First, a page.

You couldn’t claim to have been to Jerusalem without visiting the Wailing Wall to pray and carefully tuck your written prayer request in the crevices on the wall. Tourists, pilgrims and people from all over the world trooped in to pray and touch the magnificent Western Wall.
Our amiable tour guide Sima, also took us to Time Elevator Jerusalem, a “virtual reality multimedia extravaganza with moving chairs which takes the audience through the turbulent history of Israel.” Surrounded by giant screens and motion-based seats, viewers experience the sensation of viewing the movie as a participant rather than a spectator. We viewed Jerusalem’s most dramatic moment, a journey into the hidden secrets of Jerusalem and an exciting journey to the wonders of the past, the present and the future of Israel’s capital.
Our journey between Jericho and Jerusalem was a half hour bus ride. We saw plenty of olives, grapes and lemon trees. The most exciting sight was the sycamore tree that Zacchaeus climbed to catch a glimpse of Jesus. Our driver, Issa Alloun from Jerusalem, drove through the deserts and we had a good view of hills, mountains, and valleys, a sight that leaves one in wonderment of God.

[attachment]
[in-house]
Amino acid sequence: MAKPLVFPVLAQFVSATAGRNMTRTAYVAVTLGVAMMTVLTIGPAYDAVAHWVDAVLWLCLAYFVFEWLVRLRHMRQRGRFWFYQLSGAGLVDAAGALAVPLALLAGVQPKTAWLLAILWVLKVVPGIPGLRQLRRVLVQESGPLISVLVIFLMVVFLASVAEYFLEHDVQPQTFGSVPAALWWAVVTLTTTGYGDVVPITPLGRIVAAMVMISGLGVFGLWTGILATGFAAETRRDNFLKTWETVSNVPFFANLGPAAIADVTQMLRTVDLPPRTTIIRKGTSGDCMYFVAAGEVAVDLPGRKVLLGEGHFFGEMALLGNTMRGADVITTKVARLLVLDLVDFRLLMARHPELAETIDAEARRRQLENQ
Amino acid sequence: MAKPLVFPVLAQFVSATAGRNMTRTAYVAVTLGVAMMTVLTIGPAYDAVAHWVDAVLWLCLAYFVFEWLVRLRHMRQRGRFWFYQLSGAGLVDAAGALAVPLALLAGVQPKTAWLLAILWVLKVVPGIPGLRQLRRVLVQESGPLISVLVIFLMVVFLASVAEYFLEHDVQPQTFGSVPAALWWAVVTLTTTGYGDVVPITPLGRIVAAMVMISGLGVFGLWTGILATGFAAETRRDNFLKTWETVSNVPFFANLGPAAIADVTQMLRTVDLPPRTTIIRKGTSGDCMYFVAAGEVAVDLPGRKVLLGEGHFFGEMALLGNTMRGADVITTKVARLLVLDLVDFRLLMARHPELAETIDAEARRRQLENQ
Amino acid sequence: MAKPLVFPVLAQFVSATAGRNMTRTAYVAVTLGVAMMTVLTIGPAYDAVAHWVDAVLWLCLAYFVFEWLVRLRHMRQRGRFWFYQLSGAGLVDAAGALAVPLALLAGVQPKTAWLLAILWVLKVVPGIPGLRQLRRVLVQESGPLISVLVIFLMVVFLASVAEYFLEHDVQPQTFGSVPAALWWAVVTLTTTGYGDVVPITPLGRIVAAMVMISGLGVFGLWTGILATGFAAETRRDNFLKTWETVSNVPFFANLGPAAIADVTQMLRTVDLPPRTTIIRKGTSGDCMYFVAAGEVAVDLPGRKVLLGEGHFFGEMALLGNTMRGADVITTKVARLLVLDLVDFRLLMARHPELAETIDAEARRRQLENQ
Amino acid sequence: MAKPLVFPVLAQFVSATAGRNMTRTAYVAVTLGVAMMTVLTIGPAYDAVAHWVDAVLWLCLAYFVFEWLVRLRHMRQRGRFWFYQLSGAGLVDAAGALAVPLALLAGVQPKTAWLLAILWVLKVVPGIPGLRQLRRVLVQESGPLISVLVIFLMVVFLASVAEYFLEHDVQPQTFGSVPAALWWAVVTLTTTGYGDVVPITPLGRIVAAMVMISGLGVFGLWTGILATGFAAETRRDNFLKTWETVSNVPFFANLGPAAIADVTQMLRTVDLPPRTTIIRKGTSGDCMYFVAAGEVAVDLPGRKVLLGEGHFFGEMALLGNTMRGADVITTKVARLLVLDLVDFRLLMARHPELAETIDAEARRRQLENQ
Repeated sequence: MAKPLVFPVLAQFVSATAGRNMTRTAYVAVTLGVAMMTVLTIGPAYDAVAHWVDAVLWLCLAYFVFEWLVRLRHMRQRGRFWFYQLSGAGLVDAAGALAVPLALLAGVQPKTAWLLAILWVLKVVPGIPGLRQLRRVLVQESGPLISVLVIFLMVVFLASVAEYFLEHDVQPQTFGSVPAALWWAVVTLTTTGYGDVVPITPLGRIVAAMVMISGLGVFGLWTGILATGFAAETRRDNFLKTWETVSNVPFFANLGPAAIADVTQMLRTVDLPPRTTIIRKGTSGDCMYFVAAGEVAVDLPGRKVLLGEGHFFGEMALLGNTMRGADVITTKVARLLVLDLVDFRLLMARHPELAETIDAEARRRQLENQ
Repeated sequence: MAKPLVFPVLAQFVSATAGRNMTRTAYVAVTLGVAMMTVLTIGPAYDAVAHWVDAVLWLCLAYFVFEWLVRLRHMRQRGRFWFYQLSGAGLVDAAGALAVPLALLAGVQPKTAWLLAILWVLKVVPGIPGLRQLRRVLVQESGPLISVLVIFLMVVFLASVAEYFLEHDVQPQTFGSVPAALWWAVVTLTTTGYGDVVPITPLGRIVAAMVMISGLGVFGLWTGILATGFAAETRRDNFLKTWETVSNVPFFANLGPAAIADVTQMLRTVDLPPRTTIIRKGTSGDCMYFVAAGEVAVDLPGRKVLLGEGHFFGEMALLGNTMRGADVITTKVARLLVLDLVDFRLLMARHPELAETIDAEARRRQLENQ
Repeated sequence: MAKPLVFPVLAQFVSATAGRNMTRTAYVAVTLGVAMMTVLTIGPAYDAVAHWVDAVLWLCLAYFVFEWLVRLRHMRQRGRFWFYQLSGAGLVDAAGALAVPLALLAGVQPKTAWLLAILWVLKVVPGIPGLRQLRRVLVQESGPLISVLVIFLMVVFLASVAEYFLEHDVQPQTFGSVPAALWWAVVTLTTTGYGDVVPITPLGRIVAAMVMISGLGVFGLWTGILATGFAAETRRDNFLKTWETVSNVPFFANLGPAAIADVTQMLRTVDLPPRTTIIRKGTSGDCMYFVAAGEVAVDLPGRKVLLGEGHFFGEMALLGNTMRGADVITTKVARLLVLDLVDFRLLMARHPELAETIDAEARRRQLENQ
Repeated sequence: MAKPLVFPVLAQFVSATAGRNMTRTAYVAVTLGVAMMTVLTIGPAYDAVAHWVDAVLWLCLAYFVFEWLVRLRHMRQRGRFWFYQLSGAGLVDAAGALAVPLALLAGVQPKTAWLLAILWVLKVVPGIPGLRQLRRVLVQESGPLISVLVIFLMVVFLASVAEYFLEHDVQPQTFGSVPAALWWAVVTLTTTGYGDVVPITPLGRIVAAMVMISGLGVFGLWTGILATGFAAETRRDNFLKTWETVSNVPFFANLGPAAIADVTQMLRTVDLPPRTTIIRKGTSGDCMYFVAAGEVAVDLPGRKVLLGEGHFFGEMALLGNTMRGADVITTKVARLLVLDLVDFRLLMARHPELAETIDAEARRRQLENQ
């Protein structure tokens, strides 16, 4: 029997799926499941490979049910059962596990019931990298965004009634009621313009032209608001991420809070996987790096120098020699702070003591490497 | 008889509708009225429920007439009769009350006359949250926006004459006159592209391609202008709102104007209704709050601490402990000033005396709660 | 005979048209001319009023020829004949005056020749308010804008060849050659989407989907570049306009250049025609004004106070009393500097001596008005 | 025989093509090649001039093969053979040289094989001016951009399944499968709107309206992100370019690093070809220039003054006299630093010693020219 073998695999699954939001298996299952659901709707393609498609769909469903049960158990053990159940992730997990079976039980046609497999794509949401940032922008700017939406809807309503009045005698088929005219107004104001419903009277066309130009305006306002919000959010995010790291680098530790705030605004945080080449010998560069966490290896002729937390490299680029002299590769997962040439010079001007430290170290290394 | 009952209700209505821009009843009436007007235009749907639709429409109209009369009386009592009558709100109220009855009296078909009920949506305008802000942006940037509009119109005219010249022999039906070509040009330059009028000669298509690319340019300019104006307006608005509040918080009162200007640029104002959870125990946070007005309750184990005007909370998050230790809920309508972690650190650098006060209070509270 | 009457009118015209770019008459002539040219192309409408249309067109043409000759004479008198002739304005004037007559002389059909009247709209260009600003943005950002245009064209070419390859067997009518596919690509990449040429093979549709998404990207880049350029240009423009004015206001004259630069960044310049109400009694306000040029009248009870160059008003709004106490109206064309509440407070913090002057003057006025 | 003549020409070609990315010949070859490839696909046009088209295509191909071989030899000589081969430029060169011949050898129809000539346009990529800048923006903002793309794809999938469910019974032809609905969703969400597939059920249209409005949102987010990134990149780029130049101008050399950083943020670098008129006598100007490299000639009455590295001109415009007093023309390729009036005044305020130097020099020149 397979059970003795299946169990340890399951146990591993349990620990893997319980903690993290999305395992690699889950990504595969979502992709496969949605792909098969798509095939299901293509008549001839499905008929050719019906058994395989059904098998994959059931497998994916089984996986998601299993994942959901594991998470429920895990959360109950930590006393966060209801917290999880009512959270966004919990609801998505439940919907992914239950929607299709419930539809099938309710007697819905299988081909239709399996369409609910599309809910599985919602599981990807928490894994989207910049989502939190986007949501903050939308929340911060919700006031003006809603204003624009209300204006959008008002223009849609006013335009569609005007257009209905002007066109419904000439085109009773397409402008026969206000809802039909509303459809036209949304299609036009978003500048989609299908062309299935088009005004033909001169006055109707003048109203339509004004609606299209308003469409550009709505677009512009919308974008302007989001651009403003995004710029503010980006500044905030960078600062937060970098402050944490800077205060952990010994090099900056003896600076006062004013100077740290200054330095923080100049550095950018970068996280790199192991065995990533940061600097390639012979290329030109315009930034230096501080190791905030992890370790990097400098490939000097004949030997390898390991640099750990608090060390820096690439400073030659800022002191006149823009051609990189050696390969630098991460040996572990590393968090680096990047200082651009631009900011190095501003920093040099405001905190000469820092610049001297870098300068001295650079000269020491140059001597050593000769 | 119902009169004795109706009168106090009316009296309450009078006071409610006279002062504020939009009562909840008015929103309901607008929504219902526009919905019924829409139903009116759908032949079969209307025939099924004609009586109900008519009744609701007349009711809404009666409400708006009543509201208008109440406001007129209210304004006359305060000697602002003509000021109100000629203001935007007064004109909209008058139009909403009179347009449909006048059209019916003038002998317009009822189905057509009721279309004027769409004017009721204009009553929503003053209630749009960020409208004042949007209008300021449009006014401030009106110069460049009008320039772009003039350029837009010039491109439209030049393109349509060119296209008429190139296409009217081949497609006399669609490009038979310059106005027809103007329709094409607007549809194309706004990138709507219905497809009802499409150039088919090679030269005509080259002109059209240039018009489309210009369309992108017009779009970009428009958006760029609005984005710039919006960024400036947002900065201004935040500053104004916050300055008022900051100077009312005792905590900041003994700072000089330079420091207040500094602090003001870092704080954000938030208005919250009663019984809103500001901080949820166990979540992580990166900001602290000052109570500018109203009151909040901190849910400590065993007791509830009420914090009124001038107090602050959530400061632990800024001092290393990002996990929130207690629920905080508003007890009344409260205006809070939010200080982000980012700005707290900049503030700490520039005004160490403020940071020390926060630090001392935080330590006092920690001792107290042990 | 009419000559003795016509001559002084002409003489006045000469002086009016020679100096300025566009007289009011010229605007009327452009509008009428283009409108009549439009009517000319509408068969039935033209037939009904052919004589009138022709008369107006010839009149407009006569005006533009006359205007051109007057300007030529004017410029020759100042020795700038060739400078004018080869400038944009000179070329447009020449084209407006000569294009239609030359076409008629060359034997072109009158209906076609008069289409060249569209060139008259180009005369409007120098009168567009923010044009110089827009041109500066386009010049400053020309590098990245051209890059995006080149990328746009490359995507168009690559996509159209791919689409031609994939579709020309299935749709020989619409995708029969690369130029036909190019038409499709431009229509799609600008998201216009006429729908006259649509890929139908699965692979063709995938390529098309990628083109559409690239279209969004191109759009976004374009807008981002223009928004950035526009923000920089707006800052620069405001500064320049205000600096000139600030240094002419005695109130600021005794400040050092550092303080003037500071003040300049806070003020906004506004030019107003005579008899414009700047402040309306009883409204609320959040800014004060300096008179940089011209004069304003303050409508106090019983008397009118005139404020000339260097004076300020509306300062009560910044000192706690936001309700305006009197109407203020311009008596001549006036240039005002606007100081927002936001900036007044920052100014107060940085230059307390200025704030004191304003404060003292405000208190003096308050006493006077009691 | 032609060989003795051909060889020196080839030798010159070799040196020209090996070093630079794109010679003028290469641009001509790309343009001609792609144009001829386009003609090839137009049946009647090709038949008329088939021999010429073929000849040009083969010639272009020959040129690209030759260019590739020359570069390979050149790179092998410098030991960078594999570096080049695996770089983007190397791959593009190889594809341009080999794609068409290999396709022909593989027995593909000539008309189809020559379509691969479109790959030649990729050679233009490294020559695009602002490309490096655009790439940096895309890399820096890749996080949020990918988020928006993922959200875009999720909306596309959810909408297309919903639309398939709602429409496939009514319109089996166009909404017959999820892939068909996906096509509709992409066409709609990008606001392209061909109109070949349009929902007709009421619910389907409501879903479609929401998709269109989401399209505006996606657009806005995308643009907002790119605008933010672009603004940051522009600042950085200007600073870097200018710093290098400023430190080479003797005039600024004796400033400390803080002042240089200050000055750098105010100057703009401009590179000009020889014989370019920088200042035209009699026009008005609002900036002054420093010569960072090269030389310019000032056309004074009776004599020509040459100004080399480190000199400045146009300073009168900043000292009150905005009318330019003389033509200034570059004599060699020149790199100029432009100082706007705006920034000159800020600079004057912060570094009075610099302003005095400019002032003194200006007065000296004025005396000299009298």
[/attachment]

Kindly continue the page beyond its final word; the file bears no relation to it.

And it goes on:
It was strictly a spiritual expedition for members of Rose of Sharon Ministry. As a first-time visitor, the beauty of Jerusalem––architecture, road network and the serenity of the city––wowed me. We spent four nights in King Solomon Hotel of Tiberias, three nights in Bethlehem’s Golden Park Hotel and two nights at Jerusalem Gate Hotel. I opened the balcony door of my chalet to the stunning vista of the Sea of Galilee and I asked myself: ‘Is this for real, waking up to a view the biblical Sea of Galilee?
I wanted to know if the experience is the same for all pilgrims to the Holy Land. Our guide from Nigeria, Adekola, said there are different packages. “Rose of Sharon paid for this wonderful package,” she affirmed.
I took my next questions to one of the ministers on the trip, Pastor Amos Olu Oladele of People of Testimony Christian Center, Ibadan. I wanted to know if pilgrimage to Israel is an obligation for Christians.
He offered me an insight: “We can look at the pilgrimage from two angles, academic and spiritual. I have been a lecturer in the Bible school since 1999. There are lots of things you teach in theory, you now come here and see it in picture. Some of the details about their houses you may not find it in the bible. For the spiritual aspect, if you go with the right people, the better for you. You could see that we have fellowship morning and evening in the hotel and also pray in most of the sites visited.”
During those nine days, the Bible was transformed into vivid reality.